What is the Army Nurse Corps?
The Army Nurse Corps is the oldest of the Federal Nursing Services and was established by law shortly after the Spanish-American War (2). More than 59,000 American nurses served in the Army Nurse Corps during World War II. They served under fire in field hospitals and evacuation hospitals, on hospital trains and hospital ships, and as well as flight nurses on medical transport planes. Without their skill and dedication these nurses contributed, the death rate would have been much greater. Fewer than 4 percent of the American soldiers who received medical care in the field died from wounds or disease.
World War II created numerous new social and economic opportunities for American women. Society as a whole and the United States military found an increasing number of roles for women. As more women started entering the work industry, the need for nurses clarified the status of the nursing profession.
The Army is no place for playgirls according to Mrs. Julia Flikke, the highest-ranking woman officer in the Army.
“Girls must come in with the idea that they want to give the best they have in the way of service. Those who are just seeking excitement or a good time won’t do. The spirit of service should come first. As for a career, there isn’t anything better” (1).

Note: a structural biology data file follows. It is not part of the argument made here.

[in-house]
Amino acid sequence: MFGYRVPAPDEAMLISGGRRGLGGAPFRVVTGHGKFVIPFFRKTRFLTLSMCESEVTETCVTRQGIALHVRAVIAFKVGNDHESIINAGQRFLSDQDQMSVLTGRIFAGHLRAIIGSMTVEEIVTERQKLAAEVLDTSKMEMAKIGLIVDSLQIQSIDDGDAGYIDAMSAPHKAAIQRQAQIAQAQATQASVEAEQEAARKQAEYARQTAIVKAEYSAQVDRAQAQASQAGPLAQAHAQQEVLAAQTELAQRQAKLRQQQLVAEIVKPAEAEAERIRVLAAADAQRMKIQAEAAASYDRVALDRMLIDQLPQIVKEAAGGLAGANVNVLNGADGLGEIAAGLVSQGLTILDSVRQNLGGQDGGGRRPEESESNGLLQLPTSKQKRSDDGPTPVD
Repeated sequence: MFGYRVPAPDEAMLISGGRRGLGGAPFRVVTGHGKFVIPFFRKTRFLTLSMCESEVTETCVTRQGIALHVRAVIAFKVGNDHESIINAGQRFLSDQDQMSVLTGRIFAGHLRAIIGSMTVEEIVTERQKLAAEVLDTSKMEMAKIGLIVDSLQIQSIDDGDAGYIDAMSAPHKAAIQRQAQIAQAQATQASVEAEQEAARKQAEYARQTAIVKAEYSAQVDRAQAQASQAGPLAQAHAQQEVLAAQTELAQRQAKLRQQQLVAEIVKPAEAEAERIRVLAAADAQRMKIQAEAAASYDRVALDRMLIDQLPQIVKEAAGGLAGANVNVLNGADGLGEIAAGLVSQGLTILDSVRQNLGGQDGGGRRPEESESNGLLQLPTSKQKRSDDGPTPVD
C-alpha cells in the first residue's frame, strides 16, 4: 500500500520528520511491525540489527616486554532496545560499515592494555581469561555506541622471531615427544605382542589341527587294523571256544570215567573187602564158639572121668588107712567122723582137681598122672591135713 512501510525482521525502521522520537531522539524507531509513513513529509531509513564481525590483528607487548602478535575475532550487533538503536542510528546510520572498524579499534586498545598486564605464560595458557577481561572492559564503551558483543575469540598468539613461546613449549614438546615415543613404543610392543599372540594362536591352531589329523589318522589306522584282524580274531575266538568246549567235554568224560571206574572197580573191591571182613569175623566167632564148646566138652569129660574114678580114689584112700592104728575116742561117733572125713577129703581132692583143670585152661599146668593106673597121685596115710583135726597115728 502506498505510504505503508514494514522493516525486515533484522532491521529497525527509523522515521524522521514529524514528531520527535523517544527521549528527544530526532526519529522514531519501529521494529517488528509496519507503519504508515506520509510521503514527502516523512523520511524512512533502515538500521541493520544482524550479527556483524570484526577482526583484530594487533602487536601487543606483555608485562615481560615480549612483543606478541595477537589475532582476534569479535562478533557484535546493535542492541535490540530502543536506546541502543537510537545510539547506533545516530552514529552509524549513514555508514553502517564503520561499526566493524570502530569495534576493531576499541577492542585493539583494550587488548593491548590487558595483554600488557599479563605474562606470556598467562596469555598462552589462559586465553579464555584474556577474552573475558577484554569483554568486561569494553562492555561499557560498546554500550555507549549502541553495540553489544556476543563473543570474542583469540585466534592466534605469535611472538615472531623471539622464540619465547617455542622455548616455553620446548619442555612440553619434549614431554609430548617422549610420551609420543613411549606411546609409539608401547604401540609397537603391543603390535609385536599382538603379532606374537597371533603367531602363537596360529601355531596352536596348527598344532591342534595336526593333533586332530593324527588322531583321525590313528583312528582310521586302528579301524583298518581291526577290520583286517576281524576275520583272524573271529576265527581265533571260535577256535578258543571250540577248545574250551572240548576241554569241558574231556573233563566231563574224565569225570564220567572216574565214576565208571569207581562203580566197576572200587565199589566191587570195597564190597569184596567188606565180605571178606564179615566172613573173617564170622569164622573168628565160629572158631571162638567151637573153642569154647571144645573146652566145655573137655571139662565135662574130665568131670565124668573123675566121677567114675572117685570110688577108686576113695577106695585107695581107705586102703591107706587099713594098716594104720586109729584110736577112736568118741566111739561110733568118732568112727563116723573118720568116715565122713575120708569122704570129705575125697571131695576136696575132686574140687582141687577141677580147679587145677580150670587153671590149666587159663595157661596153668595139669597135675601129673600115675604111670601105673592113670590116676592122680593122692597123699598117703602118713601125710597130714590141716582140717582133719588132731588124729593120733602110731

How does one become an Army Nurse?
To be eligible to an appointment in the Army Nurse Corps, a applicant must be graduated from an accredited school for nurses, a registered nurse, a citizen of the United States, and lastly between the ages of 22 and 35 years old. The woman is also obliged to pass a physical examination prior to her entrance into the service, as well as following afterwards. The women who fulfill these requirements are then placed upon the eligible list (2). During the years 1943-1948 the government provided free education to nursing students.
“A nurse seeking appointment must be willing to serve for the duration of the war and six months afterward. If, as many have done, she falls in love with some Army officer and gets married, ‘we drop her'” (1).
There were special advantages of being an Army nurse. The advantages included the great variety of the nursing service, the hours of duty, and after a couple years of being an Army nurse, the good pay. As well as the Army granted its nurses officers commissions and full retirement privileges, dependent’s allowances, and equal pay.
The pay of members in the Army Nurse Corps is stated as the following, “first period of three years, $70 per month; second period of three years, $90 per month; third period of three years, $115 per month; and after nine years’ service, $130 per month” (2). The pay was great for Army Nurses, as well as the advantages that came along with the job.
Overall, beginning an Army Nurse during World War II had great benefits and the best of all was that women were able to serve and help for their country. World War II changed American society and redefined the status and opportunities of the professional nurse.
(1) By The, U. P. (1942, Apr 23). Calls Nurses Corps Career for Women. New York Times (1923-Current File) Accessed March 16, 2015.
(2) Stimson, Julia. “Concerning the Army Nurse Corps.” The American Journal of Nursing, Vol. 25 (No. 4) (1925): 280-282. Accessed March 3, 2015.
(3) “The Army Nurse Corps.” WW2 US Medical Research Centre. Web. 27 Apr. 2015.